Did you know that individuals with no change in their income from last year could potentially owe the IRS because of tax law changes that went into effect in 2013? Do you know if you’re going to be one of those individuals?
The modified adjusted gross income (MAGI) threshold for paying the new 3.8% Medicare surtax on net investment income is $250,000 for joint filers and $200,000 for single filers. In addition, a tax of 0.9% on earned income (including self-employment earnings) kicks in at the same threshold as the surtax on investment profits. When adjusted gross income exceeds $300,000 for joint filers or $250,000 for single filers, phase-outs curtail personal exemptions and certain itemized deductions.
If you were in the top ordinary income tax bracket last year at 35%, your tax rate has been increased to 39.6%. This rate applies to joint filers with taxable income exceeding $450,000, or $400,000 for single filers. Tax payers in the highest bracket will also pay 5% more this year on their long-term capital gains and qualified dividends – 20% instead of 15%.
Below are a few examples given from a financial planning publication I read each month:
“Workers with high salaries are particularly vulnerable to under-withholding of the 0.9% additional Medicare tax on earned income, especially if they changed jobs midyear or have working spouses. To illustrate, take a single taxpayer who earns $175,000 from each of two employers. With earned income of $350,000, minus the $200,000 threshold for single filers, he’ll owe additional Medicare tax on $150,000. Yet employers don’t withhold the tax until a worker’s wages reach $200,000. So none of this tricky little tax will be taken out of the client’s paycheck by either employer.
Now consider a married couple, with one spouse earning $175,000 and the other $300,000. Their joint earned income of $475,000, minus the $250,000 threshold for taxing joint filers, leaves $225,000 subject to additional Medicare tax. But the first spouse won’t have any of the tax withheld, and the second spouse’s employer will only withhold on $100,000 (a $300,000 salary, minus a $200,000 threshold for withholding).”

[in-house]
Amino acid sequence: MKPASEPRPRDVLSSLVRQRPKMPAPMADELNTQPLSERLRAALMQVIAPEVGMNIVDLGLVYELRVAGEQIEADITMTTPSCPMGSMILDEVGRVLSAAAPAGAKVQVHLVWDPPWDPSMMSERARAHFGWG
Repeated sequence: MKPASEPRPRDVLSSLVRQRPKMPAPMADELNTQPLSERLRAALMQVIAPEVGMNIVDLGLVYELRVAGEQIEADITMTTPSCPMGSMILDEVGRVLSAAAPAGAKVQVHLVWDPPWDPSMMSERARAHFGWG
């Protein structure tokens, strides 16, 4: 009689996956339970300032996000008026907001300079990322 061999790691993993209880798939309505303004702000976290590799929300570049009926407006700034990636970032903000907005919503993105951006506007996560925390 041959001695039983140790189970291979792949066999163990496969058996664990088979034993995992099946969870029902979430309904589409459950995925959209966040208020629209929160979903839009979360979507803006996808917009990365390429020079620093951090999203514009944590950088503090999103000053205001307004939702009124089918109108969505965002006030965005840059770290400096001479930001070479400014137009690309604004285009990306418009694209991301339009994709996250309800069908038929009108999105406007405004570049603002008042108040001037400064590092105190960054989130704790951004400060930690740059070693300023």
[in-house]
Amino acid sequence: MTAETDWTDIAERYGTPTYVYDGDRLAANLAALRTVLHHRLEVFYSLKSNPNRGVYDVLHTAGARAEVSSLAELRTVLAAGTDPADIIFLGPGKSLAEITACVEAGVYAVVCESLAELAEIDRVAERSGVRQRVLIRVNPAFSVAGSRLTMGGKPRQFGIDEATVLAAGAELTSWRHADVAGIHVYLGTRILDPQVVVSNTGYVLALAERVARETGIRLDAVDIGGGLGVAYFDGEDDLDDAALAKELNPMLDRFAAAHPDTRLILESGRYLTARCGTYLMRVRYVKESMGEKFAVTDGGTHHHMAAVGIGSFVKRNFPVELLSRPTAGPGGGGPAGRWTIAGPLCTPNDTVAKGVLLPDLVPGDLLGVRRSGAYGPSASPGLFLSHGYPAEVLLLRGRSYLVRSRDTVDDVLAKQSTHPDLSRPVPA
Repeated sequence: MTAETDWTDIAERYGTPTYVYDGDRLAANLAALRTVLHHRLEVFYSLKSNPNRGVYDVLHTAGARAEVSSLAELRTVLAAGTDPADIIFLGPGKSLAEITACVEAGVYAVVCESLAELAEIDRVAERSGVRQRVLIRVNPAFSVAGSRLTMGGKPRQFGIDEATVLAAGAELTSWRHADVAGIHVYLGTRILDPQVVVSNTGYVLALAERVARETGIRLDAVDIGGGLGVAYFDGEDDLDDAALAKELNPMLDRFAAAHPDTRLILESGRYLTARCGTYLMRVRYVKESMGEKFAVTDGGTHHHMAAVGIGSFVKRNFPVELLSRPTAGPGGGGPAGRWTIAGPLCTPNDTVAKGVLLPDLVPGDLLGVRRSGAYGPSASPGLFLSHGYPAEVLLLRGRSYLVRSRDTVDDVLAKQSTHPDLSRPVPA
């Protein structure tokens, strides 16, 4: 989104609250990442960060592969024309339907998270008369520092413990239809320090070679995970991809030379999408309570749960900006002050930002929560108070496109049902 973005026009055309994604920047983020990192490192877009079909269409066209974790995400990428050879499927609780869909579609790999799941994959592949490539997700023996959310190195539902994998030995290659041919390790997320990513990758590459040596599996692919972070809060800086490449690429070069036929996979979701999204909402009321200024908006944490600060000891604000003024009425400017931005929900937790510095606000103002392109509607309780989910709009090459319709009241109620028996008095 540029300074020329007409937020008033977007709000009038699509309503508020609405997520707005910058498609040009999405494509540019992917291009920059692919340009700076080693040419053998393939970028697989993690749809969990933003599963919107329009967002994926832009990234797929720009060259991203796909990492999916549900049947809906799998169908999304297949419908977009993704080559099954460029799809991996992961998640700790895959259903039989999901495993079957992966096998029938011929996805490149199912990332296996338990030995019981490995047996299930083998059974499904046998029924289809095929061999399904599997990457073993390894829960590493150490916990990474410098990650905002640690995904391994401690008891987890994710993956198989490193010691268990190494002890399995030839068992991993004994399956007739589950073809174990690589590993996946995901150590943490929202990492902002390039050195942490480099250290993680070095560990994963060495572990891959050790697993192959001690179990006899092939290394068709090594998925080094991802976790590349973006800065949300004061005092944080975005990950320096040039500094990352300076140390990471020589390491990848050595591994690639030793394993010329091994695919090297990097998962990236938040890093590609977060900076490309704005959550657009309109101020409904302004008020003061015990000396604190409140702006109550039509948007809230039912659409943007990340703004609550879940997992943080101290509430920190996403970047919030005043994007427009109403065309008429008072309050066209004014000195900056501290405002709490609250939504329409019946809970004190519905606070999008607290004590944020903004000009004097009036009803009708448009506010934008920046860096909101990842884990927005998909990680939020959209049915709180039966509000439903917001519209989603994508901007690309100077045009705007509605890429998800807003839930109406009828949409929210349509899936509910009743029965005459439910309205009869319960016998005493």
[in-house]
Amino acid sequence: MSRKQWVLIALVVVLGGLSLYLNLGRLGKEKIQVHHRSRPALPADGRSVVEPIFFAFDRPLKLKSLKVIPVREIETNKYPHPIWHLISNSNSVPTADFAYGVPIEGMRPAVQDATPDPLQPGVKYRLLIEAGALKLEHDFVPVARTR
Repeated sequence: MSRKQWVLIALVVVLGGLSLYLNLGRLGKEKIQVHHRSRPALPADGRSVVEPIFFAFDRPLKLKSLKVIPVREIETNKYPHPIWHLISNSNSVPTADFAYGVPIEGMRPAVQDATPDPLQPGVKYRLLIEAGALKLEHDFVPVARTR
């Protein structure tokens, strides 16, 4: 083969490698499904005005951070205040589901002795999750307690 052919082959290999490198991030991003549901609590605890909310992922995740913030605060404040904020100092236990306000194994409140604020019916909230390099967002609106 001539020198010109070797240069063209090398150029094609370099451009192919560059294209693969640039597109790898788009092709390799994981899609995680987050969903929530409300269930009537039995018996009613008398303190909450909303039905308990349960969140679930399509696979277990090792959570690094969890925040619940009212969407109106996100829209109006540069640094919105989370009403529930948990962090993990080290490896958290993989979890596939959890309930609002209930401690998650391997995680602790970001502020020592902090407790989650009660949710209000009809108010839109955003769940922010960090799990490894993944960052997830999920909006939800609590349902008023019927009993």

(Source: Financial Advisor Magazine, October 2013, “Shock and Awe”)
With the 4th quarter upon us, now is a good time to update your 2013 income projections, estimate your federal tax liability, and compare it with your withholding and estimated taxes. A good tool to use for this planning can be found on the IRS website at http://www.irs.gov/Individuals/IRS-Withholding-Calculator.
If you find that you’re going to be taxed more than you originally thought, you still have time this year to boost your tax withholding at work for the remainder of the year, or you can make an estimated tax payment.
I have blocked out time in my schedule for the next month to meet with prospective clients about their year-end tax planning. If you would like to review your current tax strategy, please contact me at 913.402.6099 or firstname.lastname@example.org to schedule your free consultation.
John P. Chladek, MBA, CFP® is the President of Chladek Wealth Management, LLC, a fee-only financial planning and investment management firm specializing in helping families and couples who are not yet retired realize their financial goals. For more information, visit https://www.chladekwealth.com.
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